The firm was founded by Jim Tananbaum, who has started and sold healthcare companies and who earned the dubious distinction — courtesy of Bloomberg — of symbolizing the extremely wealthy who’ve begun descending on the Burning Man festival in recent years. (Months after Bloomberg described an elaborate camp he had built, Tananbaum, who in 2014 was elected to the board of the nonprofit that oversees the event, resigned.)

No doubt Tananbaum — who has both an MD and an MBA from Harvard — would prefer to be known for being named to Forbes’ Midas List of top venture capitalists for the last four years, thanks to a wide array of bets in Foresite’s portfolio. Some of these include Aimmune Therapeutics, whose treatment to protect children with food allergies is seeking FDA approval; Puma Biotech and Juno Therapeutics, both of which have gone recent public in recent years; and Intarcia Therapeutics, which makes a matchstick-size, diabetes-treating pump and was flying high two years ago, though it has more recently taken its lumps.

Foresite’s approach has impressed more than Forbes. Last year, Tananbaum also recruited recruited Vik Bajaj, who co-founded Alphabet’s life sciences arm Verily and was formerly the chief scientific officer of Grail, a well-funded company that’s developing a blood test to detect cancer in its earliest stages.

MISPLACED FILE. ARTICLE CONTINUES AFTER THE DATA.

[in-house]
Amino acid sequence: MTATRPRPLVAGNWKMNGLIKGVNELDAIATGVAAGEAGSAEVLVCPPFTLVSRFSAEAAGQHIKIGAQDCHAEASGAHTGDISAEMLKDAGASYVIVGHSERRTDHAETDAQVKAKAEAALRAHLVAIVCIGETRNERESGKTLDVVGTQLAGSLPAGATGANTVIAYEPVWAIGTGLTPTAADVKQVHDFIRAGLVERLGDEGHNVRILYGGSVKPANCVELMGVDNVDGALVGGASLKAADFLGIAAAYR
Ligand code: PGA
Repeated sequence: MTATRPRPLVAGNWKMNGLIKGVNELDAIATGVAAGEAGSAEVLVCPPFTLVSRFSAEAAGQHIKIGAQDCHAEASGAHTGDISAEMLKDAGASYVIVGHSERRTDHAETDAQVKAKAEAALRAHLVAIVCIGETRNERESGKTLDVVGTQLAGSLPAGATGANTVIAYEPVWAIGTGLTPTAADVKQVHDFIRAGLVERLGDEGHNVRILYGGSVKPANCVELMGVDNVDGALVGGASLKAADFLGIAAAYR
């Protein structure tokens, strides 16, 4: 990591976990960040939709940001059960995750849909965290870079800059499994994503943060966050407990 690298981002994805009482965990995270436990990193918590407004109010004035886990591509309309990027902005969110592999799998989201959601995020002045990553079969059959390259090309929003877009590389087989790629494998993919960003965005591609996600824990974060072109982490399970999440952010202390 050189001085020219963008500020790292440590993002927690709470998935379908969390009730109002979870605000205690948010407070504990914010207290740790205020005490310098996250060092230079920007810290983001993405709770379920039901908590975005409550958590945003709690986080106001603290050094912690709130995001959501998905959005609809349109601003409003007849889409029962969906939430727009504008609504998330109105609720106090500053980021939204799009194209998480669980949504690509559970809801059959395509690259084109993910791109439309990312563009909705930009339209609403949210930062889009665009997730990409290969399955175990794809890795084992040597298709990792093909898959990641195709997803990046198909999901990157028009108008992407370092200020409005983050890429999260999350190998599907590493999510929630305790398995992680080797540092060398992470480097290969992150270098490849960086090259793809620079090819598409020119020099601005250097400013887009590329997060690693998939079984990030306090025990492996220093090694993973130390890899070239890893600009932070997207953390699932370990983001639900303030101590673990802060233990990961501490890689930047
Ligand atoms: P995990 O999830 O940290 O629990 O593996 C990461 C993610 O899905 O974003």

Bajaj — who’d earlier in his career spent seven years as a scientist with Lawrence Berkeley National Laboratory — presumably could have landed at another venture firm, a growing number of which are making life sciences investments. But he says Foresite’s 40-person team of largely researchers was one major draw. As Tananbaum describes it, the group tracks data “ranging from the technical to R&D to patient/payer information, analyzing how each company compares technically and whether they’re meeting a significant patient need and is sustainable.”

Says Bajaj of the multi-stage firm, whose checks range in size from $1 million, all the way to $50 million: “The amount of data to inform decisions in bio medical investing is enormous, from biological to preclinical and clinical data, to data about how products are going to be marketed and used and approved by regulators. Each of these features is associated with massive data sets, and you have to have a degree of scientific depth and rigor — and that’s the culture that  Jim set up here from the beginning.”